Agents (Slave nodes)

I too dislike the slave notation but it makes things easier to understand. Jenkins can interact with a lot of tools sitting on different machines / environments. Typically, a decent Jenkins setup might be interacting with quite a few environments at the same time giving instructions and getting feedback. This is how you can have parallel test runs using Jenkins.

Environments can be created using different methods ranging from a physical machine to VMs to containerized environments (e.g. docker) or use SaaS tools like Sauce Labs / Browser Stack or Selenium grid. Out of these pros and cons for each and method to decide what to use would be a separate topic to discuss.

This example might be non-practical but illustrates the different ways these environments can be created / tests executed.

Plugins and integrations

The best thing I like about Jenkins is the number of plugins available to support many tools and libraries. All commonly used platforms provide plugins for Jenkins including test libraries and tools. Other plugins can be used to further configure Jenkins and allow to perform other complex tasks including customization and exporting of test results.

I must mention here, it’s a good idea to make sure whatever tool you are using around CI stages, it must support Jenkins. Most tools do, but if you get stuck with one that does not, it is not far-fetched if you’d have to look for a replacement which does.

Jenkins 2.0

There has been a lot of advancement in Jenkins since its earlier versions, especially when CI is becoming a more common practice across the industry. One major difference is the ‘pipeline’ method of creating ‘jobs’ in Jenkins which was not available in the earlier version. The traditional ‘freestyle jobs’ of Jenkins has specified stages for a job in a specific sequence, however the pipeline type job available in Jenkins 2.0 is script based written in Groovy. This allows for a lot more flexibility and customization to the process.

Other considerable changes in version 2.0 include a greater set of default plugins installed (making the first time use of the tool easier) and many supported plugins including the blue ocean plugin (creates a different GUI for the tool). It’s recommended to use version 2.0 for someone starting off now to take advantage of all the features.

The Magic of Continuous Testing

By | September 11th, 2017|CI / CD / DevOps|


Have you ever reached release time for your product only to find out major bugs coming out of testing? Does this sound like what you face on a routine basis? Trying to drill into finding the root cause for this many times ended up inconclusive, there was no one practice or person to be held responsible at the end. This is where continuous testing comes in to save the day.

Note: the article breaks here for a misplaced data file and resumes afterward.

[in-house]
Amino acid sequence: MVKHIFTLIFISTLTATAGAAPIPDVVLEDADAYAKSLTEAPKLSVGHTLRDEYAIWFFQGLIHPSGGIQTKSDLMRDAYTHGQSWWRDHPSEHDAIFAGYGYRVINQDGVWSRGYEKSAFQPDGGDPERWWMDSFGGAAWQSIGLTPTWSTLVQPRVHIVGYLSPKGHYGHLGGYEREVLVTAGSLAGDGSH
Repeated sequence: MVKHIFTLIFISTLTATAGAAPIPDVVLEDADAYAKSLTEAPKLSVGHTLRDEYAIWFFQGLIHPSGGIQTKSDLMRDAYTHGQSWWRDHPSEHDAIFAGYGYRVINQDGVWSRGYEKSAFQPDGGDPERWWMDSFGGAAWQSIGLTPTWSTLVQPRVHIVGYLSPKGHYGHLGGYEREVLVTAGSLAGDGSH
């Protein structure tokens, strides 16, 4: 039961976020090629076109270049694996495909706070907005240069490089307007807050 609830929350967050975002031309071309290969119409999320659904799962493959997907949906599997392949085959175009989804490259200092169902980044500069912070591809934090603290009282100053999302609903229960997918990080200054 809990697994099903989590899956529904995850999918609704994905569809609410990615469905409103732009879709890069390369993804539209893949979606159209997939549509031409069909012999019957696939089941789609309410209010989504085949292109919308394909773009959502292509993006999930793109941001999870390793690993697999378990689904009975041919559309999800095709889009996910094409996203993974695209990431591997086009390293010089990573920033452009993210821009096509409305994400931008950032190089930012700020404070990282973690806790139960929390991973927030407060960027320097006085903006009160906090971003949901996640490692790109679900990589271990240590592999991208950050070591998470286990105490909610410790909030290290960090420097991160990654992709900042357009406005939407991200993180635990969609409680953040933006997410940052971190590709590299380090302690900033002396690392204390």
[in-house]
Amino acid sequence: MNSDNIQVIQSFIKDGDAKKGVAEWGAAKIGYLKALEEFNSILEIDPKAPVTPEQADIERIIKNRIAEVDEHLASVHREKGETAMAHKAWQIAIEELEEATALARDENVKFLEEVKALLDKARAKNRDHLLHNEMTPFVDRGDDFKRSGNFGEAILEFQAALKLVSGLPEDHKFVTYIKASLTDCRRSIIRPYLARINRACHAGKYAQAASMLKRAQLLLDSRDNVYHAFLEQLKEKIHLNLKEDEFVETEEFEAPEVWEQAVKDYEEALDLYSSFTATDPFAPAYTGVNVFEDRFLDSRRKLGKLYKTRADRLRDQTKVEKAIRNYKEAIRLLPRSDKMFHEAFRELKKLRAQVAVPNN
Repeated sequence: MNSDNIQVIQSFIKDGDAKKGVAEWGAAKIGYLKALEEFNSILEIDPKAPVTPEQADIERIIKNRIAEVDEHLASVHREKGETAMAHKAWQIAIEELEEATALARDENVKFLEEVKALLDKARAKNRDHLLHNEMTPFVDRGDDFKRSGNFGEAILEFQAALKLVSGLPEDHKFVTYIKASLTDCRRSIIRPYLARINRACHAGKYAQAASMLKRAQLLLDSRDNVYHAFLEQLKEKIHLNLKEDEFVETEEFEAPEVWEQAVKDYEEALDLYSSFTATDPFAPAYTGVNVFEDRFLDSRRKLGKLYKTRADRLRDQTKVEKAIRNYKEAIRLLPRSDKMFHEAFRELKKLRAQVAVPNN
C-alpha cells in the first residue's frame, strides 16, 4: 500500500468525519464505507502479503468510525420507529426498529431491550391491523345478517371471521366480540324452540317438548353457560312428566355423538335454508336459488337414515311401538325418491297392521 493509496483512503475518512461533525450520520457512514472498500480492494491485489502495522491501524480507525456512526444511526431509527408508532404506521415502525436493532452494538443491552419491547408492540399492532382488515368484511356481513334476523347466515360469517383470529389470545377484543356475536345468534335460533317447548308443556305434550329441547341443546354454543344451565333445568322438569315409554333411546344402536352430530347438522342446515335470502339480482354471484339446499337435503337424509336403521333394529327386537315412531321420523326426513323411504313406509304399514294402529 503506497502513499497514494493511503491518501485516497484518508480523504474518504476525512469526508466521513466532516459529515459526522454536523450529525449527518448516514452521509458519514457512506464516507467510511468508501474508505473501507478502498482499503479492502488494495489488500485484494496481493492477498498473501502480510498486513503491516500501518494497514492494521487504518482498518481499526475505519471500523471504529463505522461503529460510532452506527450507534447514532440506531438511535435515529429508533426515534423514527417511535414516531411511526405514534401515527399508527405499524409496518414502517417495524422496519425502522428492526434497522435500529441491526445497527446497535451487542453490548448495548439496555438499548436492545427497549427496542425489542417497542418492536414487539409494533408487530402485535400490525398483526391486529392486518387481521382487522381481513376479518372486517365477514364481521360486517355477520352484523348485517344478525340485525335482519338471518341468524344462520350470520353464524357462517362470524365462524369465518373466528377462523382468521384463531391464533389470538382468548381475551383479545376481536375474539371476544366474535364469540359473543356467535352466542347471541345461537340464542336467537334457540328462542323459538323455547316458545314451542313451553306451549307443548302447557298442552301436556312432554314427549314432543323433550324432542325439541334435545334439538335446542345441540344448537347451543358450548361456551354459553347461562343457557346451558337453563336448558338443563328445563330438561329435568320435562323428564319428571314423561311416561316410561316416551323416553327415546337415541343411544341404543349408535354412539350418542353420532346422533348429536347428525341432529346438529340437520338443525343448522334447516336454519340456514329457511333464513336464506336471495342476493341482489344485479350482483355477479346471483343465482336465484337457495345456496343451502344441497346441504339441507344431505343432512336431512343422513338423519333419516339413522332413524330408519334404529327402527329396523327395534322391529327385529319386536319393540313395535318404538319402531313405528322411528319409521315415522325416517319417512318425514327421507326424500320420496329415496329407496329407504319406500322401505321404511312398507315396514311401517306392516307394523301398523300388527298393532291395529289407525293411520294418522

This is a huge topic and one can easily write a book on this. This post along with this video attempts to highlight probably the very basics I feel are most important.

The bug bottle neck

I call the last minute barrage of bugs ‘the bug bottleneck’. To some it seems the only obstacle coming in between releasing a new product version are these testers coming up with last minute bugs. Why were these issues not found earlier and had to be reported a day before release.

The bug bottleneck develops not over a few days, it’s a culmination of issues which could have been prevented from the very first sprint cycle. More complex and huge the product is, the more difficult it becomes to test it adequately causing more undetected bugs. Here is a typical sprint cycle with manual testing at the end:

Dev team implements the new feature for the sprint with some fixes. This introduces new bugs some being directly related to implementation of the new feature and some ripple effects due to the new feature / fixes. The testers should now ideally test all the new features with regression around each one of them in detail. However usually there is not enough time for them to test the feature AND do regression around them during a sprint, especially if this is a complex application. Bugs do slip from this stage and keep piling up. A few sprints down the line nearing release dates, there is an army of undetected bugs which start getting caught as soon as the regression cycle hits which is then too late.

What is continuous testing?

In our example, testers were not able to cover enough ground from the very first sprint cycle causing the melt down at the end. Adding more testers is not going to be a sustainable solution either, especially for large applications. The solution is automating as many tests possible and running them as part of the sprint process.

Continuous testing is defined in many ways. I understand it to be a process with testing ingrained into every step of the sprint including development, and keep evolving the tests based on feedback of what works and what does not. Testing is therefore a ‘continuous’ process and not just an activity done when code is pushed to QA.